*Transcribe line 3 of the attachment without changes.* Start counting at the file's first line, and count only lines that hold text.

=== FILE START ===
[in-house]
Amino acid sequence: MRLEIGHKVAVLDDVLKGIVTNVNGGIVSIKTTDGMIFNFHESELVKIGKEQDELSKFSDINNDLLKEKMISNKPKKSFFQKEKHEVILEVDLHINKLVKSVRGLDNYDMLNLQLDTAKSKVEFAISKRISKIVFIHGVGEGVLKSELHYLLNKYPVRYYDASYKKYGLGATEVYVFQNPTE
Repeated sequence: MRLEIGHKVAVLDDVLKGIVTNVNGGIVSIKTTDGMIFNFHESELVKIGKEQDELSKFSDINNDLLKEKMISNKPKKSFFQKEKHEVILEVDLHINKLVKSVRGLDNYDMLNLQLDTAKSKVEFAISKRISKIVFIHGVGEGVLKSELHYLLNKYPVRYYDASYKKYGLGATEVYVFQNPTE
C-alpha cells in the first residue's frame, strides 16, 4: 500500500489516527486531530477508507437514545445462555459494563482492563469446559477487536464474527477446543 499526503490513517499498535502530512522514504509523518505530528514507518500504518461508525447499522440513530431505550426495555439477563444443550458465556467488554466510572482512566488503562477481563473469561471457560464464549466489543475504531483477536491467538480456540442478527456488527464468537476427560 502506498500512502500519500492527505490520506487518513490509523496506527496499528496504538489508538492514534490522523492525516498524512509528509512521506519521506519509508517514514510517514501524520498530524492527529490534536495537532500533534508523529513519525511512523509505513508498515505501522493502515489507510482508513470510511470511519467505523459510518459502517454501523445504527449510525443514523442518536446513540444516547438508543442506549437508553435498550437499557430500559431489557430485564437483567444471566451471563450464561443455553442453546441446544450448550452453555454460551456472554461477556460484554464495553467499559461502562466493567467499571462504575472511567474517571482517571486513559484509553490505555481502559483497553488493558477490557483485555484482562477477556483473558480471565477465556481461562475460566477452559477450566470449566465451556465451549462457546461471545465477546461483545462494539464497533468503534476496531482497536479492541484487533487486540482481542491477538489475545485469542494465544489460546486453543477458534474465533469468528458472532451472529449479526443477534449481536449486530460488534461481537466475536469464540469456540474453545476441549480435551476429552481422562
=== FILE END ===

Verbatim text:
Repeated sequence: MRLEIGHKVAVLDDVLKGIVTNVNGGIVSIKTTDGMIFNFHESELVKIGKEQDELSKFSDINNDLLKEKMISNKPKKSFFQKEKHEVILEVDLHINKLVKSVRGLDNYDMLNLQLDTAKSKVEFAISKRISKIVFIHGVGEGVLKSELHYLLNKYPVRYYDASYKKYGLGATEVYVFQNPTE